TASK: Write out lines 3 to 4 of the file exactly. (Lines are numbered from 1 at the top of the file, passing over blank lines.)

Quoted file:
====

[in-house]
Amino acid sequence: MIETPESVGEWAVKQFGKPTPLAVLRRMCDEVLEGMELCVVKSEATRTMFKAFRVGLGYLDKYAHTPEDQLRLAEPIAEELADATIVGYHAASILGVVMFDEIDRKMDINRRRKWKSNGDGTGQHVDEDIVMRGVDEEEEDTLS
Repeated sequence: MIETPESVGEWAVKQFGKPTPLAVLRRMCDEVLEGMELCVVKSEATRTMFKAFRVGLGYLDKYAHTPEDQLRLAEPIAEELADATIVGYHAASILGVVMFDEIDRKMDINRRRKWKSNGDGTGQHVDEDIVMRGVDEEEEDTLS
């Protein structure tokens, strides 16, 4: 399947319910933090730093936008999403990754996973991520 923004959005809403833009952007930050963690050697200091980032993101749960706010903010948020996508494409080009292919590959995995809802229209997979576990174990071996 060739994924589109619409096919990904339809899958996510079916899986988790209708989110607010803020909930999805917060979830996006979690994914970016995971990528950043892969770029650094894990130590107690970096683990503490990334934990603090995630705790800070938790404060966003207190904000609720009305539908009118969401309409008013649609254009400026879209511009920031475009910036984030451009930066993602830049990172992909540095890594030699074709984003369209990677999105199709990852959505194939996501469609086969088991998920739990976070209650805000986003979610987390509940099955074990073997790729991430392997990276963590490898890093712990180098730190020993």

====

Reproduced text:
Repeated sequence: MIETPESVGEWAVKQFGKPTPLAVLRRMCDEVLEGMELCVVKSEATRTMFKAFRVGLGYLDKYAHTPEDQLRLAEPIAEELADATIVGYHAASILGVVMFDEIDRKMDINRRRKWKSNGDGTGQHVDEDIVMRGVDEEEEDTLS
């Protein structure tokens, strides 16, 4: 399947319910933090730093936008999403990754996973991520 923004959005809403833009952007930050963690050697200091980032993101749960706010903010948020996508494409080009292919590959995995809802229209997979576990174990071996 060739994924589109619409096919990904339809899958996510079916899986988790209708989110607010803020909930999805917060979830996006979690994914970016995971990528950043892969770029650094894990130590107690970096683990503490990334934990603090995630705790800070938790404060966003207190904000609720009305539908009118969401309409008013649609254009400026879209511009920031475009910036984030451009930066993602830049990172992909540095890594030699074709984003369209990677999105199709990852959505194939996501469609086969088991998920739990976070209650805000986003979610987390509940099955074990073997790729991430392997990276963590490898890093712990180098730190020993």